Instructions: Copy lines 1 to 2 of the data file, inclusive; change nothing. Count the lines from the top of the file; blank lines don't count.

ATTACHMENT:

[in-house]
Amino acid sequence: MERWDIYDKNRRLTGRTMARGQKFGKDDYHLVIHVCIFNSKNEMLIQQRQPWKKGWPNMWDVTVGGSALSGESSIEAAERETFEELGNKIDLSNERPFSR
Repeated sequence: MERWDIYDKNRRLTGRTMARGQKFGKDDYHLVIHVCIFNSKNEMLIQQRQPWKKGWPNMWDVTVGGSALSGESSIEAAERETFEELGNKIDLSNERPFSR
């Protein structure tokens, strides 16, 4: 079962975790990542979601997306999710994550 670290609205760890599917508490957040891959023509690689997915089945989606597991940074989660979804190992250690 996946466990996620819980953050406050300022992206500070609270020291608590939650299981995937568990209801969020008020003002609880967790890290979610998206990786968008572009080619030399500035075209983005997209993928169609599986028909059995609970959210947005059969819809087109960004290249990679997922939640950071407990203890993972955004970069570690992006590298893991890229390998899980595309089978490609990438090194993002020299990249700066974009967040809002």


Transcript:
[in-house]
Amino acid sequence: MERWDIYDKNRRLTGRTMARGQKFGKDDYHLVIHVCIFNSKNEMLIQQRQPWKKGWPNMWDVTVGGSALSGESSIEAAERETFEELGNKIDLSNERPFSR